79 Rhinos Poached Since 2007 In The Eastern Cape

The going price for rhino horn is a staggering R900,000 per kilogram.

Over the last decade rhino poaching in the Eastern Cape has gone from non-existent to a consistent number of incidents across the province each year.

“Seventy-nine rhino were poached in the Eastern Cape between the 1 January 2007 and the 31st of December 2016,” the Eastern Cape Director of Compliance and Enforcement (DEDEAT), Div de Villiers said. De Villiers said that the statistics do not include the deaths of young rhino calves.

He was speaking about poaching incidents over the last 10 years at a press conference held by the Wilderness Foundation in Port Elizabeth on Wednesday.

De Villiers said that while it appeared that things were starting to stabilise in the last few years, resources played a vital role in clamping down on poaching syndicates.

Dogs have become an integral part in fighting the war against rhino poaching.

“Resources are critical to fighting the war against poachers, because the poachers are very well resourced themselves, they have firearms and intelligence and so forth,” he said.

“The Kruger National Park have more than 50 dogs that they use to operate and they have a very high success rate. But dogs are very expensive, just to train a dog I believe is R100,000 per dog and then you also have to train your handlers.”

In 2007, the Eastern Cape had seen no rhino poaching incidents but a massive spike started nationally where 13 rhinos were poached across other parts of the country.

In December 2008, the Eastern Cape lost its first rhino after it was shot with an AK47 at the Shamwari Private Game Reserve.

“Since then the escalation country wide has been year-upon-year. There has been a slight dip in the last two years but we still losing over 1000 rhino a year in South Africa,” said de Villiers.

He said that in 2012, poachers, who have become more sophisticated, started killing more than one rhino at a time. During September 2012, four white rhino were illegally darted with M99 on Lalibela Private Game Reserve.

Three of the animals were found dead on the scene but a heavily pregnant eight-year-old cow was still kicking wildly and frothing from her nose and mouth, the pregnant cow subsequently had to be put down.

He said that M99 is a lethal drug used to tranquillise the rhino while poachers go on to saw the horn off.

“Most of those rhinos die, the other cruel thing about it is while that they were drugged, the horns were chopped, often they are mutilated and the horns were hacked into the face of the rhino and it continues to bleed. The heart is still pumping so blood still gets pumped out from the nasal cavity and face of the rhino.”

De Villiers said that 2016 was a devastating year as the province lost 19 rhino. He said that the poachers were definitely using intelligence based on inside information.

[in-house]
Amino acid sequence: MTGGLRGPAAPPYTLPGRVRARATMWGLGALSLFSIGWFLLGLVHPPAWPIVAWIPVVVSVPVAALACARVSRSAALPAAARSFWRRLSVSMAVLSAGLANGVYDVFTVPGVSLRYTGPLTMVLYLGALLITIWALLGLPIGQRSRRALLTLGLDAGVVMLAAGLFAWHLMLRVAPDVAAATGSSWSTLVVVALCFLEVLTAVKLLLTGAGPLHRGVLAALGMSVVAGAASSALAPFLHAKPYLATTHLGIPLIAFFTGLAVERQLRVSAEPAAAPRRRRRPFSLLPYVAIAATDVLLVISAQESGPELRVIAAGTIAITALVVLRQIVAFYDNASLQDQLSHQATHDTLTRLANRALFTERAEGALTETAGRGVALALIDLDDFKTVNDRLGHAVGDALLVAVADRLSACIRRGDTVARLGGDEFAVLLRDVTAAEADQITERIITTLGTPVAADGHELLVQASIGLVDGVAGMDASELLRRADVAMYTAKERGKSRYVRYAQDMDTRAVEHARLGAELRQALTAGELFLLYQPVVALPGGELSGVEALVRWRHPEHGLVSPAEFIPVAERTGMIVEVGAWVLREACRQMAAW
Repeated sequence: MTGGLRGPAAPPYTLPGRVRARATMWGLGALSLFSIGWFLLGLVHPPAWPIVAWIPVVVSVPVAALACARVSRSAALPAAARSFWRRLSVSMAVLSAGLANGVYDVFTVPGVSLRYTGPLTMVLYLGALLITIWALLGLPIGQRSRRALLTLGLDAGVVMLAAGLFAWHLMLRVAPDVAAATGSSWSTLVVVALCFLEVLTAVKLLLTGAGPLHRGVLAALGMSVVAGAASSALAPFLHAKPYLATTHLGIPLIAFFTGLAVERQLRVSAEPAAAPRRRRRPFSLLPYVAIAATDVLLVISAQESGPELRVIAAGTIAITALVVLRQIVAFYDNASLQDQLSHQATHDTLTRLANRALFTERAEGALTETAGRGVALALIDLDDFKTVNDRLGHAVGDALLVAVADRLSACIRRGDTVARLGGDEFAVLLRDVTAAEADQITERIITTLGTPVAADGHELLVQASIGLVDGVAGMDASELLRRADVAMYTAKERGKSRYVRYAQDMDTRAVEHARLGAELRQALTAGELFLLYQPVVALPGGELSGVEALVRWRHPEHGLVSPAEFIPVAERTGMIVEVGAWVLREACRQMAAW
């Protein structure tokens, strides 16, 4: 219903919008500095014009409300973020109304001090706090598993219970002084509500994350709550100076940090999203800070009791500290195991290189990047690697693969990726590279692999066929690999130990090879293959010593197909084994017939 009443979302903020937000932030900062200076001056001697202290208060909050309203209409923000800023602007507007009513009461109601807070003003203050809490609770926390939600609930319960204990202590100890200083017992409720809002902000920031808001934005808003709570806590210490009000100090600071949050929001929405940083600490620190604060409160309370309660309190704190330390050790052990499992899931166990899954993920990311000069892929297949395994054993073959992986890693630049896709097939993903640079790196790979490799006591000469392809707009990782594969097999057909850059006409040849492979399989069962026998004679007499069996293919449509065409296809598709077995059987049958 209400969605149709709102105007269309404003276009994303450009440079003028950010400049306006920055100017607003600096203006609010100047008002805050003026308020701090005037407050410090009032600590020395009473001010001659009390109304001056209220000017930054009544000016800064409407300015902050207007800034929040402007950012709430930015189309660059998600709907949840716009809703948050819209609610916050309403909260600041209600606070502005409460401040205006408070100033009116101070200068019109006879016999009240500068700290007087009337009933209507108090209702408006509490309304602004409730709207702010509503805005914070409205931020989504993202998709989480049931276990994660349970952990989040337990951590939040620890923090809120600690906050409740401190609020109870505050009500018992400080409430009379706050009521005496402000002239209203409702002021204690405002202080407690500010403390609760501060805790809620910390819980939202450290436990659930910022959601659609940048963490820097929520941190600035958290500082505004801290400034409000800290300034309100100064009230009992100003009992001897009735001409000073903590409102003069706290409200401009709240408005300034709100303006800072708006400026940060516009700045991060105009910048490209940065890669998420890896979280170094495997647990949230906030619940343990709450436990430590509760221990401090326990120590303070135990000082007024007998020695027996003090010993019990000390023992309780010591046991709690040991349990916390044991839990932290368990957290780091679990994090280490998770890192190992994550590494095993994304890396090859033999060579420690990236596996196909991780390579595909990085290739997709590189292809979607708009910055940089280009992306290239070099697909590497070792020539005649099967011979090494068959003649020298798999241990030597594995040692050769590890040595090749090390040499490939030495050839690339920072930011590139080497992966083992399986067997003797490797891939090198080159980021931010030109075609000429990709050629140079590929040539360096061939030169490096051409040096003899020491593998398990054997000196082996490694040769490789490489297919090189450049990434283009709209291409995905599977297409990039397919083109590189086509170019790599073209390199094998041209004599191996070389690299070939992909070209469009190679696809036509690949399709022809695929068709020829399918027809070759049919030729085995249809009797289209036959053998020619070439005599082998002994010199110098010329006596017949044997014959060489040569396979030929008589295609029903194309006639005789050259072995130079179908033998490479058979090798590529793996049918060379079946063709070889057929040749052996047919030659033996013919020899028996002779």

“We just know, I won’t elaborate on that but a lot of the incidents happen because of inside information because of people who know the area or previously worked in the area,” said de Villiers.

During June 2016, three men, known as the Ndlovu Gang were caught red-handed at a Grahamstown resort with a freshly-harvested horn of a white rhino bull worth R1.2 million. During June this year, the trio were released on bail, twice in one month. They are expected to appear in court again on October 30, for trial.

“Following the arrest of the Ndlovu’s poaching incidents in the province stopped until an 18-year-old black rhino at Great Fish River Nature Reserve on October 10, 2016. She was found dead with her calf beside her.”

The going price for rhino horn is a staggering R900,000 per kilogram.

De Villiers would not elaborate on statistics for 2017, saying that investigations were at an intricate stage. He did, however, cite two poaching incidents at Lombardini Private Game Reserve outside Jeffrey’s Bay.

Earlier in August, poachers had killed and de-horned two rhinos and wounded a third at the farm.

According to the Wilderness Foundation, more than 90 percent of rhino horn goes through to Vietnam where it is seen as a ‘product’ which elevates your social status. While it is illegal to trade in rhino horn in Vietnam, it is not illegal to have it in your possession.

The foundation has targeted the youth from elite families educating them on the horrors of rhino poaching.

Earlier in July, 11 young people from Ho Chi Minh City, were brought to South Africa for a life changing wilderness experience as part of the Wild Rhino Campaign.

The teenagers have since returned to Vietnam as Rhino Ambassadors, committed to making a difference in the hearts and minds of their communities.

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